Aid stations were positioned at about the 3 and 7 mile points in the 10.3 mile loop. This seemed about right. One at the midpoint would not have been enough, and more than two on the course would have been unnecessary. The S/F area also was an aid station, plus the parking lot was close by if you needed something from the car. A suggestion would be to put your drop bag or ice chest near the finish line area, however, rather than leaving it at your car, as I did. The parking lot is off the course a short distance. The overflow parking lot would be some distance away if you arrived late and did not get a parking place near the pavilion. So retrieving something from a car in the overflow lot would not be as convenient. The aid stations were surprisingly well-stocked for an inaugural event, a nod to the race’s management. I was even offered ice for my handheld water bottle on two occasions, a real luxury. It was doubtless a long day for the volunteers, waiting with little shade for an occasional runner to sally through. By the second and third loop, runners were pretty spaced out. I was by myself on the trail and at the aid stations most of the time, so I gather that we were separated by several minutes. Makes the volunteers’ day go slowly, I know, but they did their very best until the very last and we love ’em for it.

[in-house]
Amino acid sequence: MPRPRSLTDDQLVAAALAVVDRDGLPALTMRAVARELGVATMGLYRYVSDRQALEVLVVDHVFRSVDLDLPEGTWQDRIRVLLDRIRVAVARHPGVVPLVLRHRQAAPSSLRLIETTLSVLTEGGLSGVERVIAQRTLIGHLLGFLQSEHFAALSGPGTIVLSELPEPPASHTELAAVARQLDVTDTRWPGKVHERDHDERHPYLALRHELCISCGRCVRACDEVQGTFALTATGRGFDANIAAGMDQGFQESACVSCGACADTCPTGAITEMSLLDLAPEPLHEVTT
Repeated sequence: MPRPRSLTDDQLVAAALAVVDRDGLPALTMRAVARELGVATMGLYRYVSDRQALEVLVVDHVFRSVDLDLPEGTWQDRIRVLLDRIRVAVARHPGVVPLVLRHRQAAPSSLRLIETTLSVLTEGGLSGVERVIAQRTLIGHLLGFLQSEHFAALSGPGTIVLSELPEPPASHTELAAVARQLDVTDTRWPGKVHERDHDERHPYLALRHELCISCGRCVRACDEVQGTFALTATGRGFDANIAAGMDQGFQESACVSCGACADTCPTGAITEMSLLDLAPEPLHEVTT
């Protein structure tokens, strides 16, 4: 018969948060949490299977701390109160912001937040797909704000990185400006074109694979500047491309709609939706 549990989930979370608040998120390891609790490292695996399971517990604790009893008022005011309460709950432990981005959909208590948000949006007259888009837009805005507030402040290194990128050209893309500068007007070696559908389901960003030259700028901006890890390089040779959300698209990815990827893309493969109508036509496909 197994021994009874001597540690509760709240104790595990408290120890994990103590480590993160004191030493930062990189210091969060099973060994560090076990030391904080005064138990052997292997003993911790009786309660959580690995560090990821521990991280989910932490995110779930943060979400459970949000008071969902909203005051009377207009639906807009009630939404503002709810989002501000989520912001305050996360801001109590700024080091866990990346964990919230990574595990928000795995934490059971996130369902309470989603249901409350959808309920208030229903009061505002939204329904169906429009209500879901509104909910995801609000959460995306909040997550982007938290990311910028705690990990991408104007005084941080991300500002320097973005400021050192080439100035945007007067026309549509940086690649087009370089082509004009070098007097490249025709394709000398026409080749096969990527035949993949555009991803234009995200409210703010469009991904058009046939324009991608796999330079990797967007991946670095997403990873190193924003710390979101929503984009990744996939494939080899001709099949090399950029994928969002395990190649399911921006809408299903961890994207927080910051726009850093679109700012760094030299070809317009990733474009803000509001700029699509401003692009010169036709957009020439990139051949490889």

On the personal side, I signed on for this race as a gut check to see if I was ready to take on the Grasslands 50-miler two weeks hence, my first trail run of that distance. Going from 31 miles to 50 miles is a big step. I’d hoped that I would be to the point where a 50k is “no big deal” before I made that step. I’m not there yet. My third loop was a lot more walking than the first and second, and I have come to accept it as the norm. I felt pretty good at the end of the race, and by the time I had changed clothes, rehydrated and eaten a fajita, I felt refreshed and ready for the drive back to Dallas. The next morning, I was not excessively sore or tired, so I take that as an indicator that all systems are green for the 50 miler. Stay tuned for the next exciting episode!